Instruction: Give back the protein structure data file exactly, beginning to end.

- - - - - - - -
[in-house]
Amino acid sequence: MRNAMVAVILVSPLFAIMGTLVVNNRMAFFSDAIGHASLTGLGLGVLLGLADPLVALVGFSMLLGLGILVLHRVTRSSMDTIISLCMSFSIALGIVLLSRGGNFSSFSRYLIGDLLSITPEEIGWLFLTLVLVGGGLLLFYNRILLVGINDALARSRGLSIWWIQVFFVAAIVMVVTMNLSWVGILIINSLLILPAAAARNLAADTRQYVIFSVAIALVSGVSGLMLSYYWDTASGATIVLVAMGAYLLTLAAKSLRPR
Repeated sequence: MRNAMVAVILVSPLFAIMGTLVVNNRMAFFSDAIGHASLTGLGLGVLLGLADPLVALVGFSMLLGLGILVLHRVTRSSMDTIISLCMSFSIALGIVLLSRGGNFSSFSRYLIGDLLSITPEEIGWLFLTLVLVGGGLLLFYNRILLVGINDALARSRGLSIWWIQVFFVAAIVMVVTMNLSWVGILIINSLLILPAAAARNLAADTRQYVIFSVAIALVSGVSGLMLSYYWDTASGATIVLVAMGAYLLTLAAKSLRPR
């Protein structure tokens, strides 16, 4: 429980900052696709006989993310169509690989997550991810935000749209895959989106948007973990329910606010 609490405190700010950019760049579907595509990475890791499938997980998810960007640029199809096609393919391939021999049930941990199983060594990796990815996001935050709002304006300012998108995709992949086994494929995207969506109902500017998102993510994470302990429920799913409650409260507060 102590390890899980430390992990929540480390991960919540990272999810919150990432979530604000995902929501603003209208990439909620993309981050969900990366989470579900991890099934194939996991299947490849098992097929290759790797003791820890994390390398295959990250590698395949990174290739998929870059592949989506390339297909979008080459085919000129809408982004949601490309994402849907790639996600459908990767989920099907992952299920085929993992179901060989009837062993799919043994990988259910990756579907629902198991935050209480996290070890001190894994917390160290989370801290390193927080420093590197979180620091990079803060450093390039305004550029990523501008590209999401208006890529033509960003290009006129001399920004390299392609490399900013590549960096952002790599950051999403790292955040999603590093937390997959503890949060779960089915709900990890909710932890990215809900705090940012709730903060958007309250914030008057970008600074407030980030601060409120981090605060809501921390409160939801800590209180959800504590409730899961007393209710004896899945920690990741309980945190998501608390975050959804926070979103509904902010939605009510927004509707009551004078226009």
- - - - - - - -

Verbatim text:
[in-house]
Amino acid sequence: MRNAMVAVILVSPLFAIMGTLVVNNRMAFFSDAIGHASLTGLGLGVLLGLADPLVALVGFSMLLGLGILVLHRVTRSSMDTIISLCMSFSIALGIVLLSRGGNFSSFSRYLIGDLLSITPEEIGWLFLTLVLVGGGLLLFYNRILLVGINDALARSRGLSIWWIQVFFVAAIVMVVTMNLSWVGILIINSLLILPAAAARNLAADTRQYVIFSVAIALVSGVSGLMLSYYWDTASGATIVLVAMGAYLLTLAAKSLRPR
Repeated sequence: MRNAMVAVILVSPLFAIMGTLVVNNRMAFFSDAIGHASLTGLGLGVLLGLADPLVALVGFSMLLGLGILVLHRVTRSSMDTIISLCMSFSIALGIVLLSRGGNFSSFSRYLIGDLLSITPEEIGWLFLTLVLVGGGLLLFYNRILLVGINDALARSRGLSIWWIQVFFVAAIVMVVTMNLSWVGILIINSLLILPAAAARNLAADTRQYVIFSVAIALVSGVSGLMLSYYWDTASGATIVLVAMGAYLLTLAAKSLRPR
């Protein structure tokens, strides 16, 4: 429980900052696709006989993310169509690989997550991810935000749209895959989106948007973990329910606010 609490405190700010950019760049579907595509990475890791499938997980998810960007640029199809096609393919391939021999049930941990199983060594990796990815996001935050709002304006300012998108995709992949086994494929995207969506109902500017998102993510994470302990429920799913409650409260507060 102590390890899980430390992990929540480390991960919540990272999810919150990432979530604000995902929501603003209208990439909620993309981050969900990366989470579900991890099934194939996991299947490849098992097929290759790797003791820890994390390398295959990250590698395949990174290739998929870059592949989506390339297909979008080459085919000129809408982004949601490309994402849907790639996600459908990767989920099907992952299920085929993992179901060989009837062993799919043994990988259910990756579907629902198991935050209480996290070890001190894994917390160290989370801290390193927080420093590197979180620091990079803060450093390039305004550029990523501008590209999401208006890529033509960003290009006129001399920004390299392609490399900013590549960096952002790599950051999403790292955040999603590093937390997959503890949060779960089915709900990890909710932890990215809900705090940012709730903060958007309250914030008057970008600074407030980030601060409120981090605060809501921390409160939801800590209180959800504590409730899961007393209710004896899945920690990741309980945190998501608390975050959804926070979103509904902010939605009510927004509707009551004078226009």